San Miguel Island


 San Miguel Island at a Glance

County: Santa Barbara County 
Distance to the nearest Island: 3 miles 
Distance to the nearest mainland: 26 miles
Height: 831 feet 
Ownership: United States Government/Channel Islands National Park
Government Leases:
1911-1916  William Waters
1916-1920  William G. Waters, Robert L. Brooks & J.R. Moore
1920-1925  Robert L. Brooks & J.R. Moore
1925-1948  Robert L. Brooks
Size: 14 square miles
Public access: Day trips and camping
Public transportation: Island Packers, Channel Islands Aviation
Native terrestrial mammals:
Island Fox (Urocyon littoralis littoralis)
Island Deer Mouse (Peromyscus maniculatus streatoi)
Non-native terrestrial mammals: None
Native amphibians: None
Native reptiles: Western Fence Swift (Sceloporus occidentalis)
Alligator lizard (Elegaria multicarinatus)

At 14 miles square miles in size, San Miguel Island is the third smallest of the eight California Channel Islands and westernmost of the four Northern Channel Islands. Including Prince Island, at the entrance to Cuyler’s Harbor, San Miguel Island is just under 10,000 acres. Green Mountain, at 831 feet in elevation is the island’s highest point. It is 26 miles from the nearest mainland and three miles west of its nearest neighbor, Santa Rosa Island. San Miguel Island is in Santa Barbara County.

Flora and Fauna:

There are no large trees or shrubs on San Miguel Island. With the episodic cycles of droughts, overgrazing and soil-stripping this island has experienced, along with wind and water erosion, the island’s vegetation has been severely affected in the past. With removal of feral animals in the 20th century, vegetative recovery is in progress.

Beach and coastal dune vegetation are well developed on the island. The dunes are constantly being formed and moved in the areas of Cuyler Harbor, Cardwell Point and Simonton Cove, among others. In addition, unlike smaller Anacapa and Santa Barbara Islands, San Miguel Island has long stretches of sandy beaches. Coastal bluff, coastal sage scrub, grassland and coastal salt marsh communities occur here as well.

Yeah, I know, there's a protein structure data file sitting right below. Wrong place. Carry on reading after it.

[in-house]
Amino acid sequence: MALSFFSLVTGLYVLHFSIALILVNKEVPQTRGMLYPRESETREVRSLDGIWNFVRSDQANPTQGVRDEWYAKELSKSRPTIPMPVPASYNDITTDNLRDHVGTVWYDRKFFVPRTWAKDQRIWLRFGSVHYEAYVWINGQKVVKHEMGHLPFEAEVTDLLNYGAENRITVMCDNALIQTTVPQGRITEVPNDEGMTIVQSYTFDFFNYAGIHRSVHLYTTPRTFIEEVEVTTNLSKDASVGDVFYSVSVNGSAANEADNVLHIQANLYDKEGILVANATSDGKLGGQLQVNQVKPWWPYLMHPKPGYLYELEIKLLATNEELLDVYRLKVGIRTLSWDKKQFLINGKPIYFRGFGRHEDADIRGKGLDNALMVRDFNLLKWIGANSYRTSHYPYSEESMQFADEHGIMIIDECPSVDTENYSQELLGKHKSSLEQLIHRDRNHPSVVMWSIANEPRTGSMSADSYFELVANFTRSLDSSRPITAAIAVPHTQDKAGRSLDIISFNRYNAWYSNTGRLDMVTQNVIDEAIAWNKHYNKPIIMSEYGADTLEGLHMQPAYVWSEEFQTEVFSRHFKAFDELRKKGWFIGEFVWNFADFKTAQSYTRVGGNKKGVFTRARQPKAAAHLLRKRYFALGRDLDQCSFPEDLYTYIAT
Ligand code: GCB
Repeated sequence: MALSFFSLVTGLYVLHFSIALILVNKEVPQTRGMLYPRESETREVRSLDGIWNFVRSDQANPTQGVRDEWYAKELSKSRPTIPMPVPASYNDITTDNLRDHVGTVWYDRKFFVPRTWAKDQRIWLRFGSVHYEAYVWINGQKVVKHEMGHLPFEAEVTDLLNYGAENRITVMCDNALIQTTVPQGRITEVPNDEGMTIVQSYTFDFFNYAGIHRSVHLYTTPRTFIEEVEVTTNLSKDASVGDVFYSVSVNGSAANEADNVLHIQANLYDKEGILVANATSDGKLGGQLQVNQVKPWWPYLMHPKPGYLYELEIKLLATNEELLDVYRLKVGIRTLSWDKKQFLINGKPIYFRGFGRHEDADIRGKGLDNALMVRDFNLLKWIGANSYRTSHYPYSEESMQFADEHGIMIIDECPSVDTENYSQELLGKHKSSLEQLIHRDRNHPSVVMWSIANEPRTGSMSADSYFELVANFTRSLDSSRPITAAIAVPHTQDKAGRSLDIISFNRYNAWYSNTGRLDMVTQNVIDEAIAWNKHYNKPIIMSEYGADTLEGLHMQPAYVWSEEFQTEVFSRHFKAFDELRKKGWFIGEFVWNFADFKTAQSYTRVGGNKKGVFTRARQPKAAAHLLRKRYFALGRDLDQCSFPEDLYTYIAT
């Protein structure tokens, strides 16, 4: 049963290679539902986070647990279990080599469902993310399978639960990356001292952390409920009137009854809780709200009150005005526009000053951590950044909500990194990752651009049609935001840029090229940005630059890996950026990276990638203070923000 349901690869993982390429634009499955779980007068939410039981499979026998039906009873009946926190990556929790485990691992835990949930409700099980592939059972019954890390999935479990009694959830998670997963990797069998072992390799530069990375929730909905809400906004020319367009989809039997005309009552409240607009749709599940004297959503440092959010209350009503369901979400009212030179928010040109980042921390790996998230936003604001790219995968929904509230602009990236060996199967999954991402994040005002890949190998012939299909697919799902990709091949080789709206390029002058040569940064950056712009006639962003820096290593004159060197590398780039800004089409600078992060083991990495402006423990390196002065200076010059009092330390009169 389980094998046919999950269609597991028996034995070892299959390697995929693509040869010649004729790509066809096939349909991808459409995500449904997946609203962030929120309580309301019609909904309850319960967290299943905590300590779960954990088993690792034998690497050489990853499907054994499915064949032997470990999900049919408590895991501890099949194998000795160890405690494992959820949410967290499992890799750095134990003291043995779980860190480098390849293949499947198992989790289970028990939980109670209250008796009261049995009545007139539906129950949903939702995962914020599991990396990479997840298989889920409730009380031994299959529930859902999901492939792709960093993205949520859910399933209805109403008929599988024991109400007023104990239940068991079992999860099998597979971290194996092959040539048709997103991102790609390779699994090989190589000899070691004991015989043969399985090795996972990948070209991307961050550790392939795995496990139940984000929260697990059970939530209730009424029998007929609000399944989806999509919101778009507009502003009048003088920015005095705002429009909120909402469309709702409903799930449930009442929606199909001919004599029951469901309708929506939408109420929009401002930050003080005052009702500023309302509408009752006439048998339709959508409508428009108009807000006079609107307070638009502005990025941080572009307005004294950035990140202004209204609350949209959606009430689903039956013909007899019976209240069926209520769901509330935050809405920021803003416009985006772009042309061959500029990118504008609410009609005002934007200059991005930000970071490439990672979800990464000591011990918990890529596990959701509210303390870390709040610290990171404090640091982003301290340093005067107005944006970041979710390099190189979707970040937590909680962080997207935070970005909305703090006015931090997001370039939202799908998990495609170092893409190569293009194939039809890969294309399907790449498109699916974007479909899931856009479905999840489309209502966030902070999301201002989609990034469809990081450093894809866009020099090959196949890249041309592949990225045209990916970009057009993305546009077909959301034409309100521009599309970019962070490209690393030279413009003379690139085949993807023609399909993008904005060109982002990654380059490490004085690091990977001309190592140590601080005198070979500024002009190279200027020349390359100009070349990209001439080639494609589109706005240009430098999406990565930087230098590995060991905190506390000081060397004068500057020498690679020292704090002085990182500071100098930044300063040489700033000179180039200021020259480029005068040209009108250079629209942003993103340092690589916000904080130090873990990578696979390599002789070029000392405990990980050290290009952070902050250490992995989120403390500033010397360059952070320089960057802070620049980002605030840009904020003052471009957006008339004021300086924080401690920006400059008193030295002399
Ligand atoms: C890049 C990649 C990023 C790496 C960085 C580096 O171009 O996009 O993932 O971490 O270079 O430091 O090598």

Only the deer mouse (Peromyscus maniculatus streatori) and the island fox (Urocyon littoralis littoralis) are known to inhabit San Miguel Island. Archaeological evidence suggests that ornate shrews (Sorex ornatus) and the spotted skunk (Spilogale gracilis) also occurred here.

Physiography and Geology:

The topography of San Miguel Island is quite low in contrast to the high rugged peaks, ridges and canyons found on some of the larger islands. Waters surrounding the island are often rough and hazardous due to submerged rocks and shoals. Prevailing northwesterly winds are almost constant blowing sand quite readily. Dense fog often shrouds the island from view. It is the least accessible of the four Northern Channel Islands, and has been called the “graveyard of the Pacific” due to the large number of shipwrecks.

San Miguel Island is composed of Tertiary rocks and Pleistocene terrace deposits. In addition, Eocene marine sediments are present on the western part of the island, and Miocene volcanic rocks are confined to the eastern part.

There is an extensive, very well developed caliche forest on San Miguel Island. It offers good evidence that the island once supported large trees and shrubs, unlike today. This is the most spectacular caliche to be found on any of the California Channel Islands.